To date, there are two approved (World Health Organization-prequalified) POC platforms for CD4 and two for EID, whereas POC viral load platforms are in the evaluation pipeline.7 Most of these POC technologies provide sample-in/answer-out diagnostic testing, making it possible for these tests to be performed with minimal training, outside of the traditional laboratory setting. Most of the devices can withstand extreme transport and environmental conditions, provide a test result in less than one hour and have data transmission capabilities. Some (and more are in development) can even operate on battery power.8

The rollout of CD4 POC devices in the last few years has provided us with lessons learnt in the implementation and quality management for POC testing. EID and viral load POC testing has not yet been fully implemented in the field, but will benefit from lessons learned from the CD4 experience to strengthen existing quality programmes and ensure integration of POC testing within these programmes.

Understanding quality assurance

Quality management is the entire process supporting the quality of testing, while quality assurance is the planned activities implemented to support the quality management system (Figure 1).9,10 While it is highly recommended that a POC quality assurance plan address the entire quality assurance management cycle, in this report we focus on external quality assurance as a quality assurance activity relevant to POC testing, and the results serve as a strong indicator of laboratory quality.11

FIGURE 1: World Health Organization/US Centers for Disease Control and Prevention quality assurance cycle to improve the quality of HIV-related point-of-care testing.

POC devices have in-built internal quality controls to monitor in real time the performance of an instrument and, to some extent, the user. If any of the controls fail, the device should not provide a test result. In contrast, external quality assessment (EQA), often used interchangeably with proficiency testing, challenges the testing environment and allows for an external expert body to examine the processes and provide remedial action.9,12,13

The three components of an effective EQA laboratory programme are site supervision, retesting of specimens, and proficiency testing.14 Supervision is integral to quality assurance and should be done routinely, but with minimal disruption to patient services. Retesting is rarely done due to costs and time constraints, and is especially challenging in the POC environment. Proficiency testing is the most widely-used approach to monitor the performance of the test used and the quality of testing. It involves blinded control material, meant to mimic patient specimens, sent from a reference laboratory to the testing site and results sent back for scoring. Participation in EQA programmes is often mandated for clinical laboratories performing regular testing of patient samples for HIV care and management.15,16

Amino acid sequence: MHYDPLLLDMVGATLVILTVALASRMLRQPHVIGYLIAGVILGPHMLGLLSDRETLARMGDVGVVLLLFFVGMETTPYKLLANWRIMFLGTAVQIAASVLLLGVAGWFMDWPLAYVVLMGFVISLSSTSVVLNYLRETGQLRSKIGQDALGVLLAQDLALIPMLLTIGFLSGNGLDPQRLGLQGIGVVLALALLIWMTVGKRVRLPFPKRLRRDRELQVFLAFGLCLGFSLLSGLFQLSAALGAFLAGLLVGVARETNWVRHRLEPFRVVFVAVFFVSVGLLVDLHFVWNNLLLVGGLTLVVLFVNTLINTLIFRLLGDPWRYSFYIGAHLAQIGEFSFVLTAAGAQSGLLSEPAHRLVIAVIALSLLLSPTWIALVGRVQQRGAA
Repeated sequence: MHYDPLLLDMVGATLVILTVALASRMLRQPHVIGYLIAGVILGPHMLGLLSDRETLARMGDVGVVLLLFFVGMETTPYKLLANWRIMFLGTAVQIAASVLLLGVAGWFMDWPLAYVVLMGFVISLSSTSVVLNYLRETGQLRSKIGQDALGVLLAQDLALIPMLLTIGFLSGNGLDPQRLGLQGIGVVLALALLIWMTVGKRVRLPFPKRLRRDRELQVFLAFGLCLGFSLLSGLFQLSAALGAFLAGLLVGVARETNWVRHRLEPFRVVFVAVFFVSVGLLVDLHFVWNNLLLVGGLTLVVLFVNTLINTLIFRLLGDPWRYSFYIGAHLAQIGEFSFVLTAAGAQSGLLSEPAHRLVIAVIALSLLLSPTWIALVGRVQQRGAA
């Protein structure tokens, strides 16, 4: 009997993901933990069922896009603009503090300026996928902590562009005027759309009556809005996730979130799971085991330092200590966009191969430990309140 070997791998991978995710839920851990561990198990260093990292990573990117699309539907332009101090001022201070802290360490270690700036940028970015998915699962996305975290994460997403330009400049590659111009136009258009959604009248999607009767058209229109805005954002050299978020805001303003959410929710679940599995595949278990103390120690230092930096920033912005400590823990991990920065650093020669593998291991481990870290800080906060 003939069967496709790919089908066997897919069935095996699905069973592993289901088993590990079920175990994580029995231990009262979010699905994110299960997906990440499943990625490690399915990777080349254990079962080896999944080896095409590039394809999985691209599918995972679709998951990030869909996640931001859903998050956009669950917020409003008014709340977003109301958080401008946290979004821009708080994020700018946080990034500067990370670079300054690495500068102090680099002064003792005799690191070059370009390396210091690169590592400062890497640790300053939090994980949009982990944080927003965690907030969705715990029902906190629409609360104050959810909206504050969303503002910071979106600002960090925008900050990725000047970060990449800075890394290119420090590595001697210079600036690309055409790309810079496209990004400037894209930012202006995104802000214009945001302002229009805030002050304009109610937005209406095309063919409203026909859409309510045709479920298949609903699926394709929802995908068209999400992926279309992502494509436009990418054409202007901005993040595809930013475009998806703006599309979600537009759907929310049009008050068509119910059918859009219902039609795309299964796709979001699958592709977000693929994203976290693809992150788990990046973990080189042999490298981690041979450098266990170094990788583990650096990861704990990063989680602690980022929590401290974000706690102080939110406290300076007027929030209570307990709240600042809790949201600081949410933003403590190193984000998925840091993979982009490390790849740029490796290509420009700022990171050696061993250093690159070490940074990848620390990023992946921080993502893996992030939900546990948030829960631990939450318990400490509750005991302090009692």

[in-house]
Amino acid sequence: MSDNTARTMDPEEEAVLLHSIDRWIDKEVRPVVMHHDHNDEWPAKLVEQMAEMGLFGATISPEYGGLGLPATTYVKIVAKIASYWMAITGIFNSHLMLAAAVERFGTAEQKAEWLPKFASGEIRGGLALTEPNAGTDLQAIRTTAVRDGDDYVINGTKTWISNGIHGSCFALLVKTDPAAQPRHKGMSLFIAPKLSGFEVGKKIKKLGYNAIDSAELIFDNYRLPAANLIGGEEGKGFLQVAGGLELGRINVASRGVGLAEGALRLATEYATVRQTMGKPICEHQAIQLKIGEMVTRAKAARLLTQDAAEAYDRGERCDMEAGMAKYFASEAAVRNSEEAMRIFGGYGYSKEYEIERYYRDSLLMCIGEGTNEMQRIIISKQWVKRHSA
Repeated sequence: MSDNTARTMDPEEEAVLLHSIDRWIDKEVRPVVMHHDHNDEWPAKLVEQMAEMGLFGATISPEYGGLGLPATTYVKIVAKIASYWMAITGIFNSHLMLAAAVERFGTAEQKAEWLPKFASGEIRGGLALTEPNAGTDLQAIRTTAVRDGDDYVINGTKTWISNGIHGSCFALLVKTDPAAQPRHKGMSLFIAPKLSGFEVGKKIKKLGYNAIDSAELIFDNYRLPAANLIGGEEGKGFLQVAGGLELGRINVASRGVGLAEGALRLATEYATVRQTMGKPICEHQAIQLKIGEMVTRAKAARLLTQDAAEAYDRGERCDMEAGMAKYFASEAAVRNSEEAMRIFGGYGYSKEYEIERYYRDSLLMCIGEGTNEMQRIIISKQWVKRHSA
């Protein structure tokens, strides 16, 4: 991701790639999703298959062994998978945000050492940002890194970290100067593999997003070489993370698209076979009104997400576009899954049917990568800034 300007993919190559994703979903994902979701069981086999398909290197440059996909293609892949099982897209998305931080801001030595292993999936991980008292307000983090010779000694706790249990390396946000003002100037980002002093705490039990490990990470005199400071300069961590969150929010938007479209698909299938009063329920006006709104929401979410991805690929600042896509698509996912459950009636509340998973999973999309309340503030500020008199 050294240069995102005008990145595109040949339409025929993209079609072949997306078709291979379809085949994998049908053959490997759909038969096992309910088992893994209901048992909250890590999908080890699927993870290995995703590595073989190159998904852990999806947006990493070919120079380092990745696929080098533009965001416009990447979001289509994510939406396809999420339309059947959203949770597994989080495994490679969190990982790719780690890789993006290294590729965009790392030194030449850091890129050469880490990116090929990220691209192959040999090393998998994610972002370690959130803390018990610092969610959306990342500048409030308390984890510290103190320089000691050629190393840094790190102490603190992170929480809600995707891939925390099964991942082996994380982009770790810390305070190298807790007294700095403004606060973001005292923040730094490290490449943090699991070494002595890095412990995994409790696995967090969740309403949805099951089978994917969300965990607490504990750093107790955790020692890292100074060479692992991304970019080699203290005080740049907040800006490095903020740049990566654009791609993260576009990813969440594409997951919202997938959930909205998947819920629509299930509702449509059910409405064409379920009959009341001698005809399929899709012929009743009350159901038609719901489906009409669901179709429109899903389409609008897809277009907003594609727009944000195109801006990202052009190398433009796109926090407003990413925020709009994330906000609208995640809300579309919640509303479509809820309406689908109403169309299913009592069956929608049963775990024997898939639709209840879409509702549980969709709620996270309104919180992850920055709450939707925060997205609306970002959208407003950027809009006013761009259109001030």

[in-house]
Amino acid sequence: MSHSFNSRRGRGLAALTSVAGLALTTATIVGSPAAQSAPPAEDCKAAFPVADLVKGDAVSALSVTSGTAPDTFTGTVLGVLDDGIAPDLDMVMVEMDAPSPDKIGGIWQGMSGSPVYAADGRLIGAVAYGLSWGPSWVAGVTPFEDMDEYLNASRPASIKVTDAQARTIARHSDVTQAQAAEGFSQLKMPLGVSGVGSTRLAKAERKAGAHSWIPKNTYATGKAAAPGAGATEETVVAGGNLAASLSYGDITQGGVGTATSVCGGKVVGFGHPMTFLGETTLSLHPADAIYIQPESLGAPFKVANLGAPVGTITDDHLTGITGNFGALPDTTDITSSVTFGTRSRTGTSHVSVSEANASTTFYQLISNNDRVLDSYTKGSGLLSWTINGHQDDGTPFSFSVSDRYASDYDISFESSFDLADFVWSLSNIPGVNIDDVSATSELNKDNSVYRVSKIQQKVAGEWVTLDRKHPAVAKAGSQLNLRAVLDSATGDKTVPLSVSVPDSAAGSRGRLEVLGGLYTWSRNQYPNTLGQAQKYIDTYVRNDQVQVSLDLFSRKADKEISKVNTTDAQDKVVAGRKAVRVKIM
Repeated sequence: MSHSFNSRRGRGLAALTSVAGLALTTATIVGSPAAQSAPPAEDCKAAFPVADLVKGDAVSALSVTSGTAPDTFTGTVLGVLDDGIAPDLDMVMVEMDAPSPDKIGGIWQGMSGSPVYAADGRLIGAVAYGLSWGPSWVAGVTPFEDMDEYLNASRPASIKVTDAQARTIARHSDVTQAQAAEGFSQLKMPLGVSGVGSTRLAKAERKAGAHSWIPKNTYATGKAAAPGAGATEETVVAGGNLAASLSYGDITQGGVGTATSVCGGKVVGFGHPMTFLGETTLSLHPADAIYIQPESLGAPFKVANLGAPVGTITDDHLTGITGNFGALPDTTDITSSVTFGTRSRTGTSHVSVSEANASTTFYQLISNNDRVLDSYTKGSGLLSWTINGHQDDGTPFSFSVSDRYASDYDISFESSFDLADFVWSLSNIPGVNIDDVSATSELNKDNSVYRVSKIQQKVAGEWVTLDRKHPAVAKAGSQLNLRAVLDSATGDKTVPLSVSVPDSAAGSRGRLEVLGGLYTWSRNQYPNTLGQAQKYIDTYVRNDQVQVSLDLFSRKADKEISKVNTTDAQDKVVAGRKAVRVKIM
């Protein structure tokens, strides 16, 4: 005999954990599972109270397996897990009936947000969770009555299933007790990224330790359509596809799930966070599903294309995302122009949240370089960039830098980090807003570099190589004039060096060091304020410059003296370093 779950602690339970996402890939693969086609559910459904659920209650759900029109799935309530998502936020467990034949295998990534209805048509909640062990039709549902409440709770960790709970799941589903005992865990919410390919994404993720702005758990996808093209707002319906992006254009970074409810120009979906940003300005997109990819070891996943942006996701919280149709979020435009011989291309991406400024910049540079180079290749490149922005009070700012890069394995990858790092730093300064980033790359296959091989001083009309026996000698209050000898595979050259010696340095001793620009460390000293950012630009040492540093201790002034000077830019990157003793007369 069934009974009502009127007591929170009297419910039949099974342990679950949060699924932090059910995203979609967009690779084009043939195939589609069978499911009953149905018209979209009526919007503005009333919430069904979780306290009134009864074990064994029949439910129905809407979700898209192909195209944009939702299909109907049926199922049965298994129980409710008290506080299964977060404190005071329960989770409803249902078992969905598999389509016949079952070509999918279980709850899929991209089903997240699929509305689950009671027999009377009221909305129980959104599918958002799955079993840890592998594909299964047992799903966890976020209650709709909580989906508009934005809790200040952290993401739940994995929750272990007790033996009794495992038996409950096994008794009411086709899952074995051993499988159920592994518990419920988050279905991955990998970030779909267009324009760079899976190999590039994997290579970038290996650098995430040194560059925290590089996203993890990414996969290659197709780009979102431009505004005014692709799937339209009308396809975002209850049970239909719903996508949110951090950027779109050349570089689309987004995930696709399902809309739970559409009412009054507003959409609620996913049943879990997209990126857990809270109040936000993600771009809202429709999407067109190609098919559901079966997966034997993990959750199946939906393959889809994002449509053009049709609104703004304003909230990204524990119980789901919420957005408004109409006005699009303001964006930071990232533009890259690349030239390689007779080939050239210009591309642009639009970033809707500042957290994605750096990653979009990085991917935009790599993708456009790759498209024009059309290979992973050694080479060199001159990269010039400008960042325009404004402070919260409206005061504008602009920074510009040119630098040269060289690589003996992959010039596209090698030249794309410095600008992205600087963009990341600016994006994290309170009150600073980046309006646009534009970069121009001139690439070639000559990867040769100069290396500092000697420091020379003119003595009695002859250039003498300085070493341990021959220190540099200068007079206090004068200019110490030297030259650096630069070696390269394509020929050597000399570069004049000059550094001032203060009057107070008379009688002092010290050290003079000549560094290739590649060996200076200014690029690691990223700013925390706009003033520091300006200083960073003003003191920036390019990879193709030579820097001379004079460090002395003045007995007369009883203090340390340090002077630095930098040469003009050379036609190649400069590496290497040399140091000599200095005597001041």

A low proficiency testing score should alert the laboratory or testing site that there is a problem. Often, identifying the exact nature of the problem, and then correcting the problem, is difficult, even for skilled technicians. The error can be either an instrument error or an operator error. Investigation and remedial action should be taken immediately to correct the problem before patients’ results are adversely affected.

Current external quality assessment schemes

A comprehensive external quality assurance programme consists of the following: proficiency testing panel design and production, EQA scheme/survey, results and reporting, customer service/technical support, and corrective action (Table 1).

TABLE 1: Considerations for external quality assessment programmes.

An EQA survey or cycle consists of a panel of specimens intended to challenge or assess the testing event. EQA should, as far as possible, cover the entire range of tests, and the entire examination process, from sample reception, preparation and analysis to interpretation and reporting.17 The goal is to allow for regularity in testing that will highlight any changes or challenges a participant may encounter without having a long period of inaccurate testing going undetected. The reporting of results, as well as immediate corrective action to improve programmes, is the most critical component to any EQA programme. Reporting results is a major challenge in resource-limited settings due to various reasons that result in wasted resources and systematic problems going undetected. The number of specimens or members in each panel and frequency of EQA often varies by type of test and the EQA provider. Programmes often struggle to find an overall balance between ‘necessary’ and ‘sufficient’ in order to minimise costs and maximise resources.

External quality assessment for point-of-care CD4, early infant diagnosis and viral load testing

As new technologies are introduced, EQA needs to evolve to accommodate new testing strategies.18 In an effort to address the topic of quality of testing at hundreds, perhaps thousands of sites in a country, this section will consider what is necessary to ensure quality POC CD4, EID, and viral load testing.

Projected demands for point-of-care testing

With ‘test and treat’ and the scale up of viral load testing for monitoring patients, CD4 volumes are projected to remain the same in the short term and eventually decline as programmes transition to viral load testing. While POC testing for EID and viral load is currently not offered in some countries, planning for the rollout of these tests is ongoing and presents a critical time to develop strategies for quality assurance of these tests. To ensure synergies, the London School of Hygiene & Tropical Medicine established EQA International, bringing together EQA providers and implementers to develop a strategic plan for working with countries in Africa to establish national POC EQA programmes and estimate the cost of setting up and maintaining the programme. Members of EQA International include The Public Health Agency of Canada QASI programme, the US Centers for Disease Control and Prevention, Duke University External Quality Assurance Program Oversight Laboratory and Immunology Quality Assessment, South Africa National Health Laboratory Service, Zimbabwe National Quality Assurance Programme and Foundation Mérieux. EQA International is working closely with funders and implementing partners to remain one step ahead of the phased rollout of POC testing for EID and viral load in Africa.